“Despite the best efforts of the staff – and they do work diligently – more mistakes than ever are being made. That is not a criticism, just an obvious knock-on effect if you have one person doing two jobs and working ludicrous hours to get everything done. If stories are missed, an inquiry begins.

“The reason often given: ‘I’m sorry, there are so few staff here now that we are going to miss the occasional story,’ is perfectly valid. But it is never accepted.

“Should sales figures continue falling at their current rate – and there seems no reason to suggest they won’t – the paper will be selling around 10,000 copies a night in four years’ time. Who knows how many journalists’ jobs that will support, because the digital revenue alone is nowhere near enough.”

‘One-size-fits-all design wipes out independence and tradition’

A journalist who said they used to work for Archant until a month ago said this: “To be honest, I got out at the perfect time.

“I had, rather naively, been taken in by the company’s seeming re-invigoration by CEO Jeff Henry, who I’ve spoken to in person several times, and he proclaimed that rushing in and cutting back was not the way to go. In fact, we had a visit from Mr Henry earlier this year denouncing what Trinity Mirror have done with their business model at Local World.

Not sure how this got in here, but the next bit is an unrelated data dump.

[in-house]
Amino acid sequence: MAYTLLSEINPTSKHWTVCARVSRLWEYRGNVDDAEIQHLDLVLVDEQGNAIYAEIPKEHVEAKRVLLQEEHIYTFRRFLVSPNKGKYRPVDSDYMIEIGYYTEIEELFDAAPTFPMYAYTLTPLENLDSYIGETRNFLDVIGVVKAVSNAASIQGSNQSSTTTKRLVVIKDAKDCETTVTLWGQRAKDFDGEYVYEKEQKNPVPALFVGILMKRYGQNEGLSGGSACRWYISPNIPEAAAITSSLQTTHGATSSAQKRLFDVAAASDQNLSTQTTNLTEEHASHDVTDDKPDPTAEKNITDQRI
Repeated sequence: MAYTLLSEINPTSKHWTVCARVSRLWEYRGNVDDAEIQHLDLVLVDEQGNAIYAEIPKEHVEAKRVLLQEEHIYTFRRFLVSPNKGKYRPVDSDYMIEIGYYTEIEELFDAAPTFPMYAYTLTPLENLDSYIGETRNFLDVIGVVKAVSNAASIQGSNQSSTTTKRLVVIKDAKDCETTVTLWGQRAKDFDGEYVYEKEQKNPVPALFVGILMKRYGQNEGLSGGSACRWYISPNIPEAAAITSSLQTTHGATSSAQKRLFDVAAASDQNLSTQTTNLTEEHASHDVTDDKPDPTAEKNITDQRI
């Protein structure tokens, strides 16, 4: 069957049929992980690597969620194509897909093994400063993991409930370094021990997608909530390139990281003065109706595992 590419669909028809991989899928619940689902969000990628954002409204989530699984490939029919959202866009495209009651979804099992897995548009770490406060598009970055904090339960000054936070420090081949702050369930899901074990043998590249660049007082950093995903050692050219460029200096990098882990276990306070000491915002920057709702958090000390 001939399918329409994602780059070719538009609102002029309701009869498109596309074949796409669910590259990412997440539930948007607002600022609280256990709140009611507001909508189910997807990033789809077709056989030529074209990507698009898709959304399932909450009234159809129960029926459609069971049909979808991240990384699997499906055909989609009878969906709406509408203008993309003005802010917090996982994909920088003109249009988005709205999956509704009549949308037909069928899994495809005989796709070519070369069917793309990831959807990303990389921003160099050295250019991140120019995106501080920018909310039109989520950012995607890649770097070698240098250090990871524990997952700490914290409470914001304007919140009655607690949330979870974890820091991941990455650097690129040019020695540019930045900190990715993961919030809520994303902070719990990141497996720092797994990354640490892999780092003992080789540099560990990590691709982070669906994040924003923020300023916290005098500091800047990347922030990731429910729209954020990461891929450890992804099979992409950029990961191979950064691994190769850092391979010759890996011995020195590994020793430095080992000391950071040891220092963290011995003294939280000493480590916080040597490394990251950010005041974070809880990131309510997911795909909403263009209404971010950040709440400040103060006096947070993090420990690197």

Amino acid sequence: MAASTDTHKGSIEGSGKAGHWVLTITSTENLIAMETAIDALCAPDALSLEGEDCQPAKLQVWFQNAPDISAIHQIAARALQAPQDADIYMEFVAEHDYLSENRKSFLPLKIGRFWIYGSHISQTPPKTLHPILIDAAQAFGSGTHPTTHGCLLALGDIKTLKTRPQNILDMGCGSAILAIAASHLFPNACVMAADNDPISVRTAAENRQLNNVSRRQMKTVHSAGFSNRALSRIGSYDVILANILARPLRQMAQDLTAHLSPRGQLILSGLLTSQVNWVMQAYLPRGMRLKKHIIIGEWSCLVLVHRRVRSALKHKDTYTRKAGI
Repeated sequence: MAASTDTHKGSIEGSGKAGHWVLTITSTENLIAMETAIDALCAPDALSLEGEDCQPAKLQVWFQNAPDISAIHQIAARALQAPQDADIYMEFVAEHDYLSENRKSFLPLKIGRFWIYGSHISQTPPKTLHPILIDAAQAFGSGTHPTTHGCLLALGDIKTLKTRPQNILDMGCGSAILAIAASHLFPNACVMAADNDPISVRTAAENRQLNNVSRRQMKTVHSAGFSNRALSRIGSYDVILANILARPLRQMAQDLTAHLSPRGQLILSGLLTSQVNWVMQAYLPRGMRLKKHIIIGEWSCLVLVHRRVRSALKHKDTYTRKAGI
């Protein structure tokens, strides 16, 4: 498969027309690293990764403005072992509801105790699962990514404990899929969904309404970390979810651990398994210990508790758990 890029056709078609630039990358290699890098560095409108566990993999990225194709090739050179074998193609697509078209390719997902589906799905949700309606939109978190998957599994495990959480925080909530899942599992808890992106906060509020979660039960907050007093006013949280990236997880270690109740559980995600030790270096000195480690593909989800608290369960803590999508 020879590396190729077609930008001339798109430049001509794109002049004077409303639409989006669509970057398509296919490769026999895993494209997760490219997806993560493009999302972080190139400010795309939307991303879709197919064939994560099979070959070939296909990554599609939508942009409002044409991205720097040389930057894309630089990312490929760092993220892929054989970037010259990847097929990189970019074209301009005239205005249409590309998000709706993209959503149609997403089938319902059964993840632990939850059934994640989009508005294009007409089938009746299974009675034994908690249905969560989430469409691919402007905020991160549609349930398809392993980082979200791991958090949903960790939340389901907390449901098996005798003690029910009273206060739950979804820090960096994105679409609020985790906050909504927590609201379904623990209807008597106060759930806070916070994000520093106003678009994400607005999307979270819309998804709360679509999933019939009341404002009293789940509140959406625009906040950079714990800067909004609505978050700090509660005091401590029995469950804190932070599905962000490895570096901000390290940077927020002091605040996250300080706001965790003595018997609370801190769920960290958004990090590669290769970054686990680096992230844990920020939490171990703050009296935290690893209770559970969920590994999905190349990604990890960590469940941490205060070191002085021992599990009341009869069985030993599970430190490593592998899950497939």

“With that in mind, it was a surprise to hear from my rather dejected editor soon after that, following a conference involving them and their colleagues at head office, that we would be taking on a fair amount of shared content (eventually eight pages) across all titles made in our newsroom in the near future, which would be inserted in place of news pages towards the back of the paper. The same has been rolled out across all Archant papers.